Surfski ace Oscar Chalupsky (50) was put through his paces at the Prime Human Performance Institute just hours before he jetted off to Hawaii for the defence of his title in the gruelling Molokai Challenge, with the sport medicine experts agreeing that he is in remarkable shape for an athlete entering his sixth decade.
Springbok team doctor Craig Roberts collated the data from a stringent set of tests and concluded that Chalupsky was at a level of fitness expected from Olympic athletes half his age.
After a vigorous workout on a kayak ergonometer, Chalupsky returned a VO2 max score of 55 mls of oxygen per kilogram of body weight per minute, and a ventilatory threshold (or lactate turnpoint) of 84% of his VO2 max score.
“Average athletes score between 40 and 50 on their VO2, and elite Olympic athletes have tested in the range 55 to 67,” said Dr Roberts. “Similarly, his threshold score of 84% is at the top end of the scale for elite athletes in their prime, where excellent scores are between 70% and 90%.”
Roberts conceded that he had never seen results like these from a 50-year-old athlete. “It is pretty exceptional for a 50 year old athlete to have a level of fitness like this,” he said.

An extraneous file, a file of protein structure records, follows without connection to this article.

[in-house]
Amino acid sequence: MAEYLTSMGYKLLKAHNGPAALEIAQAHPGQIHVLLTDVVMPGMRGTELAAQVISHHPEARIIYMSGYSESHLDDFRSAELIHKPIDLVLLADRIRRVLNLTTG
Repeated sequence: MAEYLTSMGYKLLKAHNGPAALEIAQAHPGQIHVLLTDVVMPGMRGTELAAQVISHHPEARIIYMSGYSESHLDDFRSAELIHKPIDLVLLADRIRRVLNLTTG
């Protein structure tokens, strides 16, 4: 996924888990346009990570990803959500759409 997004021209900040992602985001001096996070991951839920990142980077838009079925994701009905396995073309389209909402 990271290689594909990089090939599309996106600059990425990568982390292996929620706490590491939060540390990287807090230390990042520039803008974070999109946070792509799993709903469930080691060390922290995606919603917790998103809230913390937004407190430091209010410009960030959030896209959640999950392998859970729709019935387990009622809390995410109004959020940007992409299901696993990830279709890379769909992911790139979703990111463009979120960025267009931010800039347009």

Athletes generally peak between 25 and 30, after which there tends to be a five percent per year decrease in their scores for these tests,” he explained.
Chalupsky has been on a rigorous training schedule in preparation for his Molokai title defence, which includes running to his gym daily, training in a sauna before swimming, spinning and then running back to his Mount Edgecombe home.
His daily routine often includes a 52km paddle designed to replicate the distance of the race, with the intense heat and humidity being simulated by wearing three thermal tops and a rainjacket.
Chalupsky bucks convention by drinking very little on his training sessions and opting to push himself physically by adding extremes of heat and discomfort. Roberts noted that there was a strong new shift in sport science suggesting that training in these extremes, including depriving the body of fluids and sugar, contributed to better conditioning for endurance events.
“He is an unusual athlete for sure, and his fitness, together with the technical skills and mental strength that is a character trait of his, will make him very competitive on this year’s Molokai.” said Roberts.
“Technique is critical,” said Chalupsky. “There are roughly 26,000 paddle strokes on a typical Molokai. I am generally happy with about 20,000 of those, particularly at the end of the race when everyone is tired.”
The Molokai Challenge takes place on 19 May over 52km from Kaluakoi resort on the island of Molokai across the open water of the Kaiwi Channel to Hawaii Kai Town Centre on the island of Oahu.